[Haskell-cafe] How to define a Monad instance
sschuldenzucker at uni-bonn.de
Sat Jul 28 19:07:14 CEST 2012
On 07/28/2012 03:35 PM, Thiago Negri wrote:
> As Monads are used for sequencing, first thing I did was to define the
> following data type:
> data TableDefinition a = Match a a (TableDefinition a) | Restart
So TableDefinition a is like [(a, a)].
> So, to create a replacement table:
> table' :: TableDefinition Char
> table' =
> Match 'a' 'b'
> (Match 'A' 'B'
> It look like a Monad (for me), as I can sequence any number of
> replacement values:
> table'' :: TableDefinition Char
> table'' = Match 'a' 'c'
> (Match 'c' 'a'
> (Match 'b' 'e'
> (Match 'e' 'b'
Yes, but monads aren't just about sequencing. I like to see a monad as a
generalized computation (e.g. nondeterministic, involving IO, involving
state etc). Therefore, you should ask yourself if TableDefinition can be
seen as some kind of abstract "computation". In particular, can you
"execute" a computation and "extract" its result? as in
r <- Match 'a' 'c' Restart
if r == 'y' then Restart else Match 2 3 (Match 3 4 Restart)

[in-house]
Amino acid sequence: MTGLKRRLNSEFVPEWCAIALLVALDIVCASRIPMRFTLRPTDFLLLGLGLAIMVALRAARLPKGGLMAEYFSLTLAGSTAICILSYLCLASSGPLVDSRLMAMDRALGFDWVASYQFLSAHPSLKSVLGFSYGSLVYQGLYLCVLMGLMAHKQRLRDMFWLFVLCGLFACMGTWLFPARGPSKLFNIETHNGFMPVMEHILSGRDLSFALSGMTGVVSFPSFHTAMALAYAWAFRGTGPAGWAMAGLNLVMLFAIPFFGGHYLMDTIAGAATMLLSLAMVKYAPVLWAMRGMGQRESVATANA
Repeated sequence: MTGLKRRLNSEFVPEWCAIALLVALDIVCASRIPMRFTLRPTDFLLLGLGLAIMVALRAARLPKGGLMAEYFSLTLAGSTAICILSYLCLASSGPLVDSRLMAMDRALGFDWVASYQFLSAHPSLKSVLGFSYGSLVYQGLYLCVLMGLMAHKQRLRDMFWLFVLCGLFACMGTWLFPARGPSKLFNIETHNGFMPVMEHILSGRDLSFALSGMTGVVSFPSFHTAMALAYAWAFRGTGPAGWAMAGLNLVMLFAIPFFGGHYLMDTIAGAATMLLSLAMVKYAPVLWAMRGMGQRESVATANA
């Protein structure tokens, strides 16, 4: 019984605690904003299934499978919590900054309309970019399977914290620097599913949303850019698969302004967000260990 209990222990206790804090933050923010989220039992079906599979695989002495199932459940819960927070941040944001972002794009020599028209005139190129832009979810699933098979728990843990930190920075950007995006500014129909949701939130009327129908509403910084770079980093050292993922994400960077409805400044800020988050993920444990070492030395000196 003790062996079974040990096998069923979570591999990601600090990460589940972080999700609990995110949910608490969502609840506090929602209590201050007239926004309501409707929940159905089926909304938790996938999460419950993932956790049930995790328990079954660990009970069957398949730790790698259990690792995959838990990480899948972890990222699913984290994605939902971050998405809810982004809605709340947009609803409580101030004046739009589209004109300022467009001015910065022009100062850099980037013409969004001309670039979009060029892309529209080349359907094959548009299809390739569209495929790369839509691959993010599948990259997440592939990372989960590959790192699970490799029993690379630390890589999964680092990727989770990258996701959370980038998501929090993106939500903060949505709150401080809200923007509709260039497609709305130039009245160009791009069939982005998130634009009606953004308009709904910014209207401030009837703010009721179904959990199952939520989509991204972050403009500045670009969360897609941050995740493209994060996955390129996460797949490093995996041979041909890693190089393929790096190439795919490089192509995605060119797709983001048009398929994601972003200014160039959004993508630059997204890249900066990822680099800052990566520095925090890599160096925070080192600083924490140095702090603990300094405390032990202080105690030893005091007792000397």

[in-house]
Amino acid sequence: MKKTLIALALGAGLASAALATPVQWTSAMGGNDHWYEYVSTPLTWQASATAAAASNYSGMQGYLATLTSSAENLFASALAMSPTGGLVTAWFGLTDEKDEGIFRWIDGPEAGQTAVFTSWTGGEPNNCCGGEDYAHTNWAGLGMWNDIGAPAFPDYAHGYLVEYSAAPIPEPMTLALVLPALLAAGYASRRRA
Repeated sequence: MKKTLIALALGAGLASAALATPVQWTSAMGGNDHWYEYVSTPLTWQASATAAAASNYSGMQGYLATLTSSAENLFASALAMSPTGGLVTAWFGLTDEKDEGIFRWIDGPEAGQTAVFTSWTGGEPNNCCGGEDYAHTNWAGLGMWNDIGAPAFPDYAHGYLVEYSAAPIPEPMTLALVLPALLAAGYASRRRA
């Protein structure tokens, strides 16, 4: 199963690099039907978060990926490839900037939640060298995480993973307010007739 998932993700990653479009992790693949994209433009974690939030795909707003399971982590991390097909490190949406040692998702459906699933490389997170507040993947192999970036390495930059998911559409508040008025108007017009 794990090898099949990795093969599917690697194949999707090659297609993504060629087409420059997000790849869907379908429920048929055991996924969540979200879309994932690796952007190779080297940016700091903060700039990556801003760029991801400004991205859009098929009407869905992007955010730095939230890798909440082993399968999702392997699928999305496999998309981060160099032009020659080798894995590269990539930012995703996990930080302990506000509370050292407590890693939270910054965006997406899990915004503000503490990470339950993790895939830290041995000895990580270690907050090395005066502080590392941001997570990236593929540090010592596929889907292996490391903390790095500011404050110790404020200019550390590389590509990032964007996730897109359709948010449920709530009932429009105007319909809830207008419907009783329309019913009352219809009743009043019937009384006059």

Doesn't immediately make sense to me. In particular think about the
different possible result types of a TableDefinition computation.
If all you want is sequencing, you might be looking for a Monoid
instance instead, corresponding to the Monoid instance of [b], where
> I'd like to define the same data structure as:
> newTable :: TableDefinition Char
> newTable = do
> 'a' :> 'b'
> 'A' :> 'B'
> But I can't figure a way to define a Monad instance for that. :(
The desugaring of the example looks like this:
('a' :> 'b') >> ('A' :> 'B')
Only (>>) is used, but not (>>=) (i.e. results are always discarded). If
this is the only case that makes sense, you're probably looking for a
Monoid instead (see above)
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